Islamabad, Pakistan – As the rescue of eight people, including six children, from a dangling cable car at almost 275m (about 900 feet) in Pakistan went on, the entire country was gripped with suspense and fear.
The Tuesday, August 22 operation, which was described by the Pakistan Army as “very difficult”, lasted for more than 10 hours and involved multiple helicopters and local zip line experts.
On Tuesday morning, six children and two adults boarded a rickety cable car, locally known as a “dolly”, in Pashto village, roughly 60km (37 miles) from Battagram district in the northwestern Khyber Pakhtunkhwa province.
It was a journey they took on a daily basis on the way to their schools and shops. Five minutes into the roughly 10-minute journey, two of the three cables snapped, leaving the cable precariously hanging.
Military helicopters arrived on the scene later but despite repeated attempts for the next few hours, they were initially unable to make any progress.
A local cleric, Mufti Hassan Zaib, said he was at the spot for almost the entire day as rescue efforts unfolded.
“I reached there around midday and a lot of other locals were waiting for rescue efforts to start. Some offered their services, but the administration asked them to wait for the army helicopters to arrive,” he told Al Jazeera.
Sahib Khan, a resident of the nearby Bisham town, reached the location with his elder brother Nasir and two other colleagues.
The Khan brothers, who were called by the local administration, had been running a makeshift cable car business in the region – dotted with hills and tall trees. Using this mode of transportation remains the fastest way to reach one’s destination as the journey could otherwise take hours.
When they reached the location, they were asked to wait for the army helicopter to conduct the rescue.
“We told the administration to give us a chance to carry out the rescue but were asked to wait,” Nasir, 29, told Al Jazeera. “We were there for four to five hours but by the evening, the army was able to rescue just one child using the helicopters. Then, it got dark.”
Half an hour before sunset, rescue workers retrieved the first passenger: 14-year-old Irfan, who was taken out through a sling operation using the helicopter.
His father Umrez watched the rescue with his heart in his mouth.
“It’s a miracle, a gift of God, that my son is still alive,” the 55-year-old told Al Jazeera.
“To see your child hanging in the air like that, it’s probably one of the worst sights … and being so helpless to do anything about it.”
Hope turned to fear as it became clear that the aerial operation would be impossible to continue after sunset. It was close to 12 hours since the incident and patchy mobile phone signals in the area made communication tougher.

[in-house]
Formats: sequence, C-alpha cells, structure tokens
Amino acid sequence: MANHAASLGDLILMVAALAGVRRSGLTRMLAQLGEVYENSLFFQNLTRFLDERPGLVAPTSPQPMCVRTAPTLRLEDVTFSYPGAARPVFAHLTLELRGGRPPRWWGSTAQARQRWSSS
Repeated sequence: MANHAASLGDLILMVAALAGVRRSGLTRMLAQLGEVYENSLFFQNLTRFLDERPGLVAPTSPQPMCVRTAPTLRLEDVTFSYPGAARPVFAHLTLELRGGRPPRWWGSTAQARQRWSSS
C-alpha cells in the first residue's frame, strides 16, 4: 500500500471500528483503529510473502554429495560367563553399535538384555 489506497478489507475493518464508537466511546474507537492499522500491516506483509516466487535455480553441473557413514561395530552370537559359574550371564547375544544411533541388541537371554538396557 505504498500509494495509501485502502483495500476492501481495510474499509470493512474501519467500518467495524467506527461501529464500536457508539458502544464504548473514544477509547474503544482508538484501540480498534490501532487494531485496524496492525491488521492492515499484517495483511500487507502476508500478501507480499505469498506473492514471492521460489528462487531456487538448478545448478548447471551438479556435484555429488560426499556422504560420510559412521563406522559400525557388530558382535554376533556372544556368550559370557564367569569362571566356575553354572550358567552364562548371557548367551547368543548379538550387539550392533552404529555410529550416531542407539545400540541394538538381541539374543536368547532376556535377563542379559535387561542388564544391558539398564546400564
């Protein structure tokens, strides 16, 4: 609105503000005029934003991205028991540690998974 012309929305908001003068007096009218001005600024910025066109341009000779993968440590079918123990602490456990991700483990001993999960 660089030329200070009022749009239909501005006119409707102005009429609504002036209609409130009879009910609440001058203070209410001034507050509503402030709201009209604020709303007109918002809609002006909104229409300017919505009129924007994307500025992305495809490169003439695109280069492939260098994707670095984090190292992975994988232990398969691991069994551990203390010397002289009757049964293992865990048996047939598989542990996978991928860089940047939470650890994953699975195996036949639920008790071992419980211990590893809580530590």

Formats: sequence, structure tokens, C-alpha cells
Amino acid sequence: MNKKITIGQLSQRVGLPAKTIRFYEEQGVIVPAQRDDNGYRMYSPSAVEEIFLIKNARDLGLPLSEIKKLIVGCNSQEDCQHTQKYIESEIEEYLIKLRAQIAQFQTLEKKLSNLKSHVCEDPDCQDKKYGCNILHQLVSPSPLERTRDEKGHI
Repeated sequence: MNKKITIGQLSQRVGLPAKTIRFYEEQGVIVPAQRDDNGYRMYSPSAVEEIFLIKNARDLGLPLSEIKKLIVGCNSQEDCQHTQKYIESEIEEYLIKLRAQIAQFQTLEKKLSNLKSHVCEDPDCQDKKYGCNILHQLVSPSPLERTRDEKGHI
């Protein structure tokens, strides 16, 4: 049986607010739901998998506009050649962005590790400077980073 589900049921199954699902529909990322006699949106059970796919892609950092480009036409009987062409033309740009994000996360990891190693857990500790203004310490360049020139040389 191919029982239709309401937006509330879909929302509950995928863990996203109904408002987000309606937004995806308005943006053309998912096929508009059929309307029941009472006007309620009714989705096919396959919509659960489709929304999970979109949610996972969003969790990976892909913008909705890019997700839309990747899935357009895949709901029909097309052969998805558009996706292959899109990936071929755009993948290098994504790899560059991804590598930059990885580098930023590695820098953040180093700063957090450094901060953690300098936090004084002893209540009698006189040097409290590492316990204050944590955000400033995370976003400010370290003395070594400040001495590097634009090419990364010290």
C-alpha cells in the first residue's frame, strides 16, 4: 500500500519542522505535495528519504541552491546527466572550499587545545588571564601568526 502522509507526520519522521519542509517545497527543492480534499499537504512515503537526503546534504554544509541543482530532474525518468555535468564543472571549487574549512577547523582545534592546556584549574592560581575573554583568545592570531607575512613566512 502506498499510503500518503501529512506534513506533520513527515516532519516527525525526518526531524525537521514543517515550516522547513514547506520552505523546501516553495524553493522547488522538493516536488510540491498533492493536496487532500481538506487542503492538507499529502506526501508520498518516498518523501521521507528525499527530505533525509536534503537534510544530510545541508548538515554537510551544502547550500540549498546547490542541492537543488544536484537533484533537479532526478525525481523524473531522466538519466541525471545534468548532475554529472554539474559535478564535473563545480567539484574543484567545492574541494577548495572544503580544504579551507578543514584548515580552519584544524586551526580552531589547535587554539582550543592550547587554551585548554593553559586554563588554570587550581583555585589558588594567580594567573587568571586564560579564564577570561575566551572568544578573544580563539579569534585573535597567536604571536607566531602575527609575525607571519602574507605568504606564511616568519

That is when the Khan brothers’ team swung into action.
Pictures and videos posted on social media show a young man who had prepared a smaller, temporary dolly through a zip line with his brother and colleagues.
With Nasir on the ground and helping with the pulley, Sahib, the younger of the two, hopped on the dolly after 7pm (14:00 GMT) – almost 12 hours after the incident – and made his way towards the children, knowing that a minor mistake could cost the lives of seven people in the cable car – and his life, too.
As he approached the dangling gondola, Sahib remembers seeing exhausted children who were barely able to talk.
“They were shocked and asked if everybody had forgotten about them on the ground,” he told Al Jazeera.
Tying a rope to the children was a difficult ask. Sahib secured himself on his smaller cable car and pulled closer before reaching out to tie one of the children sitting in the hanging gondola.
The biggest challenge, he said, was to keep the children calm.
“They were worried about the move, but I assured them they are with me, and I will take them home,” the 27-year-old said.
As Sahib made his way back with the second child, he said the nervousness was palpable in the crowd and everybody was seen to be praying.
“Our dolly was small, but we were afraid of the load on the zip line. It was a little bit windy and very dark, everything was difficult. But by the grace of God, we were able to bring the second child back down,” he said.
Local rescuers took over after Sahib’s return, using the same method to retrieve the remaining four children and the two adults.
As all eight people were brought back down, local cleric Zaib, who had remained at the site till the end of the operation, said the rescue was a “miracle”, but added his area needed help.
A former teacher, the 28-year-old said that while the eight were lucky, it may not be the same for the others who frequently take the dolly.
“We hope that the government will help us. These children are trying to seek education, they should not have to put their lives at risk every day.”